Junior was constantly bullied while going to school on the reservation. One time, the Andrus brothers were picking on him and Junior said,”All three of them shoved me to and fro. They were playing catch with me” (Alexie 21). This was a common occurrence on the reservation for Junior, and it got to the point where he could not take it anymore. As a result, he convinced Rowdy to go with him to shave off the Andrus brothers hair which they have been growing their whole life. If it were not for Junior constantly facing the adversity of being bullied he would not have made the decision to shave the Andrusses hair. This conflict influenced Junior to make actions that are risky but could end up benefiting him in the future. Junior was not the only Indian on the reservation facing adversity. In fact most of the Indians were, and a specific person noticed this and finally came out and said something. Mr. P,
Junior being born on the Reservation has always been poor and put down by others. He has had a horrible life with pain coming from a new direction each day but has coped with it that is why he is still alive today to write this book. Although he may or may not admit it, the ways he coped with his life were not great after all. When faced with a
In both novels, House on Mango Street and The Absolutely True Diary of a Part-Time Indian, stereotyping is a reoccurring issue. House on Mango Street shows the stereotypes given to people who have little to no money and Part Time Indian expresses how different races are viewed and treated differently. Esperanza and Junior, the characters in the novels, each struggle with finding acceptance within their own families and with people around them. Sadly, the only reason no one respects them the way they should is based solely on the way they look and where they live. Both novels have a common theme of stereotypes causing society to judge a book by its cover.
Despite the constant stereotypes placed on Arnold by his fellow Indians, and by his peers at Rearden, Junior rebounds stronger than ever. When Arnold, (dubbed Junior), arrives for his first day at his new school Rearden, he is surrounded by all the white teenagers and their expectations for him to be poor, stupid, and wild. They only consider him “Indian”, as if it is an occupation. When Junior is surrounded by a group of these racist people, they are all calling him names and making fun of him. However, none of them are brave enough to fight him, because they think that because he is an Indian, he must be a crazy fighter. “None of those guys punched me or got violent. After all, I was a reservation Indian, and no matter how geeky and weak I appeared to be, I was still a potential killer.” (63) This segment not only shows the racism of the people he is now surrounded with, but the way Junior uses the first person exemplifies that even he thinks he is a potential killer.
The identity a person holds is one of the most important aspects of their lives. Identity is what distinguishes people from others, although it leaves a negative stereotype upon people. In the short story Identities by W.D Valgardson, a middle-aged wealthy man finds himself lost in a rough neighborhood while attempting to look for something new. The author employs many elements in the story, some of the more important ones being stereotype and foreshadow.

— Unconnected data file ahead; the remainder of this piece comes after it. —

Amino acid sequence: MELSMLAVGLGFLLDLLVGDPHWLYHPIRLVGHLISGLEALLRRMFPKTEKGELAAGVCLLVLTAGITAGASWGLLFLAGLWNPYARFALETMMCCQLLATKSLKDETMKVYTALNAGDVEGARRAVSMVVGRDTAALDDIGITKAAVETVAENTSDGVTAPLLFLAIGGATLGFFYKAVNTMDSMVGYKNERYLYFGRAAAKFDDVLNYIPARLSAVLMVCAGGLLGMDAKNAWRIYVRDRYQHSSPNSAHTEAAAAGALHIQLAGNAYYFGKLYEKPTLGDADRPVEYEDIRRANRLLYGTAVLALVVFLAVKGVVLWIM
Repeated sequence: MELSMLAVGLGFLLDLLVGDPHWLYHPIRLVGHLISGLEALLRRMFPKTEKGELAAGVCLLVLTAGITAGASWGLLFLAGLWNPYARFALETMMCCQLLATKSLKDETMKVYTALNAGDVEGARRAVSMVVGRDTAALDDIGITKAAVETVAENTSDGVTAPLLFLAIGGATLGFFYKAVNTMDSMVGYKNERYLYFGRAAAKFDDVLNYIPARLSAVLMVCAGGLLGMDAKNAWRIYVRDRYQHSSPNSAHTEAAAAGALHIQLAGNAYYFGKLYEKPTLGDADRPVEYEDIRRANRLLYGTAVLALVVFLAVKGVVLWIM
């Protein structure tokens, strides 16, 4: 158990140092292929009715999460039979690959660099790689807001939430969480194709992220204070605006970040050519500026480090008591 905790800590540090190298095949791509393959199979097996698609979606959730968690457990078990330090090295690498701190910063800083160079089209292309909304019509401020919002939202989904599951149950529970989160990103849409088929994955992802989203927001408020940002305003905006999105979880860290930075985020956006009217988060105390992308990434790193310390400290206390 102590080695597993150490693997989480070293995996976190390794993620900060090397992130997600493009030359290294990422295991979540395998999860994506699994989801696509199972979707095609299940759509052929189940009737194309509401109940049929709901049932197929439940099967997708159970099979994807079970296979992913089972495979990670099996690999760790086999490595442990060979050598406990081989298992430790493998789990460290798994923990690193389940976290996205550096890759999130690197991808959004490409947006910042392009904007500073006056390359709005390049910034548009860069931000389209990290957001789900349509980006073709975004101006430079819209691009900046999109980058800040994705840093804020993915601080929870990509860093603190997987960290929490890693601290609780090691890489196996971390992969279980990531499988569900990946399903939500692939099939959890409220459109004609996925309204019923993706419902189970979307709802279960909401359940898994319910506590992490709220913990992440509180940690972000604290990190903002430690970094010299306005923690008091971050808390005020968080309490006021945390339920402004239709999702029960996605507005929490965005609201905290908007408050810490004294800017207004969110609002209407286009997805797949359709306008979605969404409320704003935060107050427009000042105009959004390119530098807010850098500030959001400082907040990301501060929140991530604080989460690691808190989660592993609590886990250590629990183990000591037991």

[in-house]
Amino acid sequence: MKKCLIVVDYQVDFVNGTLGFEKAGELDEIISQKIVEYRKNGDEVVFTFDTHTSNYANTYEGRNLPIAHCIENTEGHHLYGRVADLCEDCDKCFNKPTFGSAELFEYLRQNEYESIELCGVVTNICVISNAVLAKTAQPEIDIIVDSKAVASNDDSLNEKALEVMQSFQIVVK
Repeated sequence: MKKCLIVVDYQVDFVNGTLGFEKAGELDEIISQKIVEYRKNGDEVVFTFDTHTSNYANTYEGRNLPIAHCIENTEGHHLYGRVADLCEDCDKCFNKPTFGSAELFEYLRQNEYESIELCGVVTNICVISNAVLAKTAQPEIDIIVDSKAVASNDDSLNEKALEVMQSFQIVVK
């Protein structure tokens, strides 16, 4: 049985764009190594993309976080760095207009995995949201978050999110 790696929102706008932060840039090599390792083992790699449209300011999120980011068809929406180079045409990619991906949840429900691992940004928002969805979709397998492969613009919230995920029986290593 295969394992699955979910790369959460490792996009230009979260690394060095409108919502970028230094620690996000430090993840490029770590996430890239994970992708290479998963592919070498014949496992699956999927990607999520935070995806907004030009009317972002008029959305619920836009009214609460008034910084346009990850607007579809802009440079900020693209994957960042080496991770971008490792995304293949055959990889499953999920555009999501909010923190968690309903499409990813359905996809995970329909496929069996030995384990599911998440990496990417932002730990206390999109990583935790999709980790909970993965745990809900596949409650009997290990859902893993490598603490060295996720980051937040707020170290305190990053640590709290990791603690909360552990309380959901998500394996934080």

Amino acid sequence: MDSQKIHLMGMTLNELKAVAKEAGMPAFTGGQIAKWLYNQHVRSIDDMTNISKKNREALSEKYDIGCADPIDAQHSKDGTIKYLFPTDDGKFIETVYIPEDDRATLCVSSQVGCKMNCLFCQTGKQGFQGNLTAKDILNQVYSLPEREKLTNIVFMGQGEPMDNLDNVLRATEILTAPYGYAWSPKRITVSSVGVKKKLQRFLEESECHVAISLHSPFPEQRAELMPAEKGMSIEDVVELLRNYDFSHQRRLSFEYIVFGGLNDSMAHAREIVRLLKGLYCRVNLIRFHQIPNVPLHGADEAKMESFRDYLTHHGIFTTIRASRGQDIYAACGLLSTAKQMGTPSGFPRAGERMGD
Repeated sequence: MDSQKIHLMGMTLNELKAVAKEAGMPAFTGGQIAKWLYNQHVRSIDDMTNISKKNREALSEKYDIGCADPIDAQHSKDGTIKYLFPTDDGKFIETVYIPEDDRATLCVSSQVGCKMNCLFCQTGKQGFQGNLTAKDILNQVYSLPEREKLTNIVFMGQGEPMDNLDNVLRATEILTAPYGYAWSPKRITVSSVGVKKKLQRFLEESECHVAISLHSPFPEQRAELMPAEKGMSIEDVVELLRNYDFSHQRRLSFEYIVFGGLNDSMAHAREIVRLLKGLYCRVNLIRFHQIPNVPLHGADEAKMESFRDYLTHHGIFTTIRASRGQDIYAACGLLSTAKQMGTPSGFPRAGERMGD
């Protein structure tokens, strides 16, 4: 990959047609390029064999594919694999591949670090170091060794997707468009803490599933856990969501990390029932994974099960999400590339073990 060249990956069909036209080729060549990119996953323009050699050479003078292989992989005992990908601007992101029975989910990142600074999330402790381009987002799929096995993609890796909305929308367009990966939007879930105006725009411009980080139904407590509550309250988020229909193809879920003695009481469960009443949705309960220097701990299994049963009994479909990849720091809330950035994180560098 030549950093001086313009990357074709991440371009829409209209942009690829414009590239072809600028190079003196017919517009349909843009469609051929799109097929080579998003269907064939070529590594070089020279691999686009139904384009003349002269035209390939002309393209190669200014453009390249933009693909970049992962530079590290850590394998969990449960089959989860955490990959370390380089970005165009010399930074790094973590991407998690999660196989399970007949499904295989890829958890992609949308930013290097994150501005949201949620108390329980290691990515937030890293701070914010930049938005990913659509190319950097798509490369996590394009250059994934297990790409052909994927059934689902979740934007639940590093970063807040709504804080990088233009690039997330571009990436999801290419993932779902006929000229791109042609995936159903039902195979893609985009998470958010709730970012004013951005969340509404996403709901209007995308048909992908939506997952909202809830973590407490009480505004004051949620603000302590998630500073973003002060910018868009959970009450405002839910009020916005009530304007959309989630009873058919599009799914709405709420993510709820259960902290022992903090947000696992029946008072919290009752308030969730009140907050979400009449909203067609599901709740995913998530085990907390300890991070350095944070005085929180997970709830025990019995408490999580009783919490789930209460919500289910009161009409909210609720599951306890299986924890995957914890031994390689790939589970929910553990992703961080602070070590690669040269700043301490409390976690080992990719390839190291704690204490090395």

The Heart of a Chief by Joseph Bruchac is a realistic fictional novel published in 1998. The protagonist of the story, an eleven-year-old boy named Christopher Nicola, struggles to take action when his people are divided over whether or not to build a casino on a sacred island.
What does Walking on Water suggest about the interplay between fear and foresight when individuals make life altering decisions?
Overcoming a challenge, not giving up, and not being afraid of change are a few themes demonstrated in The Absolutely True Diary of a Part-Time Indian. Perhaps the most prominent theme derived from the novel is defying the odds, or in other words rising above the expectations of others. Junior Spirit exemplifies this theme throughout the entirety of the book. As Junior is an Indian, he almost expects that he will never leave the reservation, become an alcoholic, and live in poverty like the other Indians on the reservation—only if he sits around and does not endeavor to change his fate. When Junior shares the backstory of his parents, he says that his mother and father came from “poor people who came from poor people who came from poor people, all the way back to the very first poor people” (11). He knows that if his parents were not born into poverty, his mother would have gone to college, and his father would have become a musician. Additionally, on page eleven Junior says that his parents “dreamed about being something other than poor, but they never got the chance to be anything because nobody paid attention to their dreams.” Junior believes that he is trapped in this “circle” of poverty, and his dreams will be ignored just as his parents’ dreams had been. However, after Junior launches an old geometry book across a classroom, and it hits his teacher, Mr. P, in the face, Mr. P realizes something substantial about Junior: He has fought since his birth, beginning with the
While on trial, Junior was asked why he had turned to the FBI. “That was not the life that I wanted to live,” he testified. Junior has helped the FBI by leading them to bodies that were buried in various places, while Junior successfully stayed alive and well in MS-13. In the final closing of the article Junior says, “It just didn’t feel right. I had to do something… The FBI can only do so much (Hawkins, n.d)”, speaking about how he no longer wanted to stand by and watch innocent people die for no reason at all.